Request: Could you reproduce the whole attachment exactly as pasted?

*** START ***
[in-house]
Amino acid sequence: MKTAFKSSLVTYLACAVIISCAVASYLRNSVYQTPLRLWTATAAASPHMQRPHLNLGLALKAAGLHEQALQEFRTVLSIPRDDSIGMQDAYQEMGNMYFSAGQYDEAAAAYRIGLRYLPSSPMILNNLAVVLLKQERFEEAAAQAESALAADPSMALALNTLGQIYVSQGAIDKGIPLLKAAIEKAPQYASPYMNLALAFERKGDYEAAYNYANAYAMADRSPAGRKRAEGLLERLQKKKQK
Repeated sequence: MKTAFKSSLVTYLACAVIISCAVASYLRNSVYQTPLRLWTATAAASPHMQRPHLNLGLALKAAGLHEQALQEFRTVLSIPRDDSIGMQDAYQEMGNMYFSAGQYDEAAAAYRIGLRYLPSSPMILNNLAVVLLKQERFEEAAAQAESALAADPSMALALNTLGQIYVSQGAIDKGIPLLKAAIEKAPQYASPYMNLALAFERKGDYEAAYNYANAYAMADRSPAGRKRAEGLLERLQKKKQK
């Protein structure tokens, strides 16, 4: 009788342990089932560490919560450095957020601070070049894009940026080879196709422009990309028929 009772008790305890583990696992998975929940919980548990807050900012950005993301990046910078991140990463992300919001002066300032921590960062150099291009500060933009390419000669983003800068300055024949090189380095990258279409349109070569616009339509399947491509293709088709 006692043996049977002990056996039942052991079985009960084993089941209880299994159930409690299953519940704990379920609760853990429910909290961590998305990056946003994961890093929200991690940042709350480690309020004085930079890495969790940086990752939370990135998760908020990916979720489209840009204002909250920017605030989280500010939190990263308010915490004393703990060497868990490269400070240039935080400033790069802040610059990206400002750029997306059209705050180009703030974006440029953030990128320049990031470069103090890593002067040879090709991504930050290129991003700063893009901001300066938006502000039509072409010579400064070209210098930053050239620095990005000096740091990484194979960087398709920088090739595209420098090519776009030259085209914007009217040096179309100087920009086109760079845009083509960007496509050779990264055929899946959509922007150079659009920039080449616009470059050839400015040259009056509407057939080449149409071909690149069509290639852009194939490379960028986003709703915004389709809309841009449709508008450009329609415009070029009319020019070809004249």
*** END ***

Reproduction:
[in-house]
Amino acid sequence: MKTAFKSSLVTYLACAVIISCAVASYLRNSVYQTPLRLWTATAAASPHMQRPHLNLGLALKAAGLHEQALQEFRTVLSIPRDDSIGMQDAYQEMGNMYFSAGQYDEAAAAYRIGLRYLPSSPMILNNLAVVLLKQERFEEAAAQAESALAADPSMALALNTLGQIYVSQGAIDKGIPLLKAAIEKAPQYASPYMNLALAFERKGDYEAAYNYANAYAMADRSPAGRKRAEGLLERLQKKKQK
Repeated sequence: MKTAFKSSLVTYLACAVIISCAVASYLRNSVYQTPLRLWTATAAASPHMQRPHLNLGLALKAAGLHEQALQEFRTVLSIPRDDSIGMQDAYQEMGNMYFSAGQYDEAAAAYRIGLRYLPSSPMILNNLAVVLLKQERFEEAAAQAESALAADPSMALALNTLGQIYVSQGAIDKGIPLLKAAIEKAPQYASPYMNLALAFERKGDYEAAYNYANAYAMADRSPAGRKRAEGLLERLQKKKQK
């Protein structure tokens, strides 16, 4: 009788342990089932560490919560450095957020601070070049894009940026080879196709422009990309028929 009772008790305890583990696992998975929940919980548990807050900012950005993301990046910078991140990463992300919001002066300032921590960062150099291009500060933009390419000669983003800068300055024949090189380095990258279409349109070569616009339509399947491509293709088709 006692043996049977002990056996039942052991079985009960084993089941209880299994159930409690299953519940704990379920609760853990429910909290961590998305990056946003994961890093929200991690940042709350480690309020004085930079890495969790940086990752939370990135998760908020990916979720489209840009204002909250920017605030989280500010939190990263308010915490004393703990060497868990490269400070240039935080400033790069802040610059990206400002750029997306059209705050180009703030974006440029953030990128320049990031470069103090890593002067040879090709991504930050290129991003700063893009901001300066938006502000039509072409010579400064070209210098930053050239620095990005000096740091990484194979960087398709920088090739595209420098090519776009030259085209914007009217040096179309100087920009086109760079845009083509960007496509050779990264055929899946959509922007150079659009920039080449616009470059050839400015040259009056509407057939080449149409071909690149069509290639852009194939490379960028986003709703915004389709809309841009449709508008450009329609415009070029009319020019070809004249």